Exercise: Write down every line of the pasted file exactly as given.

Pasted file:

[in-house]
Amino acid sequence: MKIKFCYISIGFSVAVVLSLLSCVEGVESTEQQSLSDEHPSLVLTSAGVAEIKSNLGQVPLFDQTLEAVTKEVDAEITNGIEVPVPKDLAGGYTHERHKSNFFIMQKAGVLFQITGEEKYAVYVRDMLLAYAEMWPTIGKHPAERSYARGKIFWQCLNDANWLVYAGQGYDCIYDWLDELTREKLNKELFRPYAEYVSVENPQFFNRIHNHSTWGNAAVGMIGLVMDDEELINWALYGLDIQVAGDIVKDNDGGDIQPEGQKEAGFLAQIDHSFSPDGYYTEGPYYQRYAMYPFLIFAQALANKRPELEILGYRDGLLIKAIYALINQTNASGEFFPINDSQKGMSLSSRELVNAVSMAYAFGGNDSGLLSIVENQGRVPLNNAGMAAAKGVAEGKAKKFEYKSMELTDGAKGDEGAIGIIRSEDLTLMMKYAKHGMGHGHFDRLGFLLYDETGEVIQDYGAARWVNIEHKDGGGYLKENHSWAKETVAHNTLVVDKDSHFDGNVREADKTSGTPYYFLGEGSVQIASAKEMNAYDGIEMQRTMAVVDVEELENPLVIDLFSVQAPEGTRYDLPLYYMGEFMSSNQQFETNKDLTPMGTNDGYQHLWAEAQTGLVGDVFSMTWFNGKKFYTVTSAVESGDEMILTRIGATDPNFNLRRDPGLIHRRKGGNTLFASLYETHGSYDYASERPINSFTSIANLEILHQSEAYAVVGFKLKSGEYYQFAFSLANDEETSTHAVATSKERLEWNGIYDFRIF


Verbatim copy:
[in-house]
Amino acid sequence: MKIKFCYISIGFSVAVVLSLLSCVEGVESTEQQSLSDEHPSLVLTSAGVAEIKSNLGQVPLFDQTLEAVTKEVDAEITNGIEVPVPKDLAGGYTHERHKSNFFIMQKAGVLFQITGEEKYAVYVRDMLLAYAEMWPTIGKHPAERSYARGKIFWQCLNDANWLVYAGQGYDCIYDWLDELTREKLNKELFRPYAEYVSVENPQFFNRIHNHSTWGNAAVGMIGLVMDDEELINWALYGLDIQVAGDIVKDNDGGDIQPEGQKEAGFLAQIDHSFSPDGYYTEGPYYQRYAMYPFLIFAQALANKRPELEILGYRDGLLIKAIYALINQTNASGEFFPINDSQKGMSLSSRELVNAVSMAYAFGGNDSGLLSIVENQGRVPLNNAGMAAAKGVAEGKAKKFEYKSMELTDGAKGDEGAIGIIRSEDLTLMMKYAKHGMGHGHFDRLGFLLYDETGEVIQDYGAARWVNIEHKDGGGYLKENHSWAKETVAHNTLVVDKDSHFDGNVREADKTSGTPYYFLGEGSVQIASAKEMNAYDGIEMQRTMAVVDVEELENPLVIDLFSVQAPEGTRYDLPLYYMGEFMSSNQQFETNKDLTPMGTNDGYQHLWAEAQTGLVGDVFSMTWFNGKKFYTVTSAVESGDEMILTRIGATDPNFNLRRDPGLIHRRKGGNTLFASLYETHGSYDYASERPINSFTSIANLEILHQSEAYAVVGFKLKSGEYYQFAFSLANDEETSTHAVATSKERLEWNGIYDFRIF